Tuesday, July 6, 2010

Risk management when flying on autopilot

How many bloggers who write about things financial would ever think to read the “Risk Management Handbook”" (2009) put out by the Federal Aviation Administration and available for free download? Yeah, probably one. Since its primary target is pilots of non-commercial aircraft, sometimes the handbook reads like a driver’s manual. How long does it take for two aircraft flying toward each other at speed x to impact? How do you calculate rate of climb so you don’t fly into the side of a mountain? Why is it a really dumb idea to replace a bolt in your plane with one bought at the local hardware store?

Here I’m limiting myself to avionics. An automated (or advanced avionics) aircraft is essentially a two-screen system. The left computer screen is the primary flight display; the right screen is the multifunction display, which includes GPS with traffic and terrain graphics and a fully integrated autopilot. A typical autopilot system is the little black box pictured at the beginning of this post.

Although most of the aviation community believes that automation has made flying safer, what are some limitations of automation? First, pilots who fly automated aircraft tend to lose their stick-and-rudder proficiency. Second, when air traffic control notifies pilots of a route or approach change, the crew has to reprogram the unit. This normally occurs prior to takeoff and prior to landing, which means that “a flurry of reprogramming actions occurs at a time when management of the aircraft is most critical.”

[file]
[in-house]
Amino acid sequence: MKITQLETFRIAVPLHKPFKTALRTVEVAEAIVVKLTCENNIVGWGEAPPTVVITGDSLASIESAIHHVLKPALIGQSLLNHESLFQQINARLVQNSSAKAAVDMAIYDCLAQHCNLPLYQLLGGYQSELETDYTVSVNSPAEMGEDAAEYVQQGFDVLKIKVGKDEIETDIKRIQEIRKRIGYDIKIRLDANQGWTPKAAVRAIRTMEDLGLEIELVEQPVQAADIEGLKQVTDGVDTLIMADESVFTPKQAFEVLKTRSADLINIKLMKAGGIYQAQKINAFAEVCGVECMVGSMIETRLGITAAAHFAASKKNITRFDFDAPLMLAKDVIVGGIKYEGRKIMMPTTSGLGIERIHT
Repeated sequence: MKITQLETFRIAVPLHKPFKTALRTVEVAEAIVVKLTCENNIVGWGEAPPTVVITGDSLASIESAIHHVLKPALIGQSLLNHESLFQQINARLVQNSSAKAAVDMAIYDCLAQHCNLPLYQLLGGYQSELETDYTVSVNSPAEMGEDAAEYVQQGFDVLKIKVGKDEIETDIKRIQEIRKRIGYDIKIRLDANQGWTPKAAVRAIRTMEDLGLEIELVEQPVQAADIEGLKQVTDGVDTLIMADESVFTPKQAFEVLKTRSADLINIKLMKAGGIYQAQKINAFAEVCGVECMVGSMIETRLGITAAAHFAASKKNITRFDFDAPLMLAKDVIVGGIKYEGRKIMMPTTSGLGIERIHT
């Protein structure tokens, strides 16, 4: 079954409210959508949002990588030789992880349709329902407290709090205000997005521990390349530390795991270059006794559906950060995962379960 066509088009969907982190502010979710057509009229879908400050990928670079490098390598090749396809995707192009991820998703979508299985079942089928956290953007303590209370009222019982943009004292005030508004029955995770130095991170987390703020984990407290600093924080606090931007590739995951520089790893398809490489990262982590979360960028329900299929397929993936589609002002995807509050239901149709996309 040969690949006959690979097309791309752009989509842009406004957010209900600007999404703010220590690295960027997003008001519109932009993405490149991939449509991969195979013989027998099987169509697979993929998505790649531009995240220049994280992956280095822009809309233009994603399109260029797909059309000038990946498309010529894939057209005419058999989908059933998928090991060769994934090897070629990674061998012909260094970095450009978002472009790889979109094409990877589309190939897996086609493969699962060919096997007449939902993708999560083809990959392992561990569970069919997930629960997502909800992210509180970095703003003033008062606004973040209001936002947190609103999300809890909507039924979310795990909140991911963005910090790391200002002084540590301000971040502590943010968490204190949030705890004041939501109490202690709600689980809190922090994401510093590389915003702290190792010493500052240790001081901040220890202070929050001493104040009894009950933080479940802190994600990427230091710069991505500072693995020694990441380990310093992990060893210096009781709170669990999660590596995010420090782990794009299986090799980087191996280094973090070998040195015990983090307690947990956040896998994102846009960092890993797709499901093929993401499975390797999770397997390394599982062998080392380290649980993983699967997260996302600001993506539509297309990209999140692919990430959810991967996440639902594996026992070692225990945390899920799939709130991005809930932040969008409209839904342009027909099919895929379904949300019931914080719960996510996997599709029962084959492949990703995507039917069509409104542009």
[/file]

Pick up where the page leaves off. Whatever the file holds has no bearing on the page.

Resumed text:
Perhaps the most serious problem is that pilots can easily “slide into the complacent role of passenger in command.” Studies confirm that “humans are characteristically poor monitors of automated systems. When passively monitoring an automated system for faults, abnormalities, or other infrequent events, humans perform poorly. The more reliable the system is, the worse the human performance becomes. For example, the pilot monitors only a backup alert system, rather than the situation that the alert system is designed to safeguard. It is a paradox of automation that technically advanced avionics can both increase and decrease pilot awareness.” (7-10)

As trading becomes increasingly automated, we might do well to heed the words of caution from the world of avionics.

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